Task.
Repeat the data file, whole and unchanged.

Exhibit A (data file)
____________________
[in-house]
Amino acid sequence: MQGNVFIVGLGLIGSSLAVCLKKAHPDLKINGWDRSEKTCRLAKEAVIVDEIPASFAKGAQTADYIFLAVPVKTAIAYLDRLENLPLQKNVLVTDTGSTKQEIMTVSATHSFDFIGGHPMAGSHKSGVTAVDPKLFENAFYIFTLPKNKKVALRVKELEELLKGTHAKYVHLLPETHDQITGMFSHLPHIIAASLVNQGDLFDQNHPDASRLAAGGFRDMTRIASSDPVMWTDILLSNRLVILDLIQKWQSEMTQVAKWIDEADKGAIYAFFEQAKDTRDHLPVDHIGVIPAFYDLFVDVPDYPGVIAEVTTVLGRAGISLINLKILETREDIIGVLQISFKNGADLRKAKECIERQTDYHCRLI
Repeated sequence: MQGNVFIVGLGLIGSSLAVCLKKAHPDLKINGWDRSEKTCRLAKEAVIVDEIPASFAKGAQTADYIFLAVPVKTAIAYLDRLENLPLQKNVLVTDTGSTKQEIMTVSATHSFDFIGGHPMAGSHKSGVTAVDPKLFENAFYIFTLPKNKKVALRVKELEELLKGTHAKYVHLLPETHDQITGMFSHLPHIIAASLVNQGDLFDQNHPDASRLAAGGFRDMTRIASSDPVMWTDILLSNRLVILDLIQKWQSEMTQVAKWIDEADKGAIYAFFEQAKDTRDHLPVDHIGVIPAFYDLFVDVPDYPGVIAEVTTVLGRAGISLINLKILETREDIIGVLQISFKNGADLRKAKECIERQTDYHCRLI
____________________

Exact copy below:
[in-house]
Amino acid sequence: MQGNVFIVGLGLIGSSLAVCLKKAHPDLKINGWDRSEKTCRLAKEAVIVDEIPASFAKGAQTADYIFLAVPVKTAIAYLDRLENLPLQKNVLVTDTGSTKQEIMTVSATHSFDFIGGHPMAGSHKSGVTAVDPKLFENAFYIFTLPKNKKVALRVKELEELLKGTHAKYVHLLPETHDQITGMFSHLPHIIAASLVNQGDLFDQNHPDASRLAAGGFRDMTRIASSDPVMWTDILLSNRLVILDLIQKWQSEMTQVAKWIDEADKGAIYAFFEQAKDTRDHLPVDHIGVIPAFYDLFVDVPDYPGVIAEVTTVLGRAGISLINLKILETREDIIGVLQISFKNGADLRKAKECIERQTDYHCRLI
Repeated sequence: MQGNVFIVGLGLIGSSLAVCLKKAHPDLKINGWDRSEKTCRLAKEAVIVDEIPASFAKGAQTADYIFLAVPVKTAIAYLDRLENLPLQKNVLVTDTGSTKQEIMTVSATHSFDFIGGHPMAGSHKSGVTAVDPKLFENAFYIFTLPKNKKVALRVKELEELLKGTHAKYVHLLPETHDQITGMFSHLPHIIAASLVNQGDLFDQNHPDASRLAAGGFRDMTRIASSDPVMWTDILLSNRLVILDLIQKWQSEMTQVAKWIDEADKGAIYAFFEQAKDTRDHLPVDHIGVIPAFYDLFVDVPDYPGVIAEVTTVLGRAGISLINLKILETREDIIGVLQISFKNGADLRKAKECIERQTDYHCRLI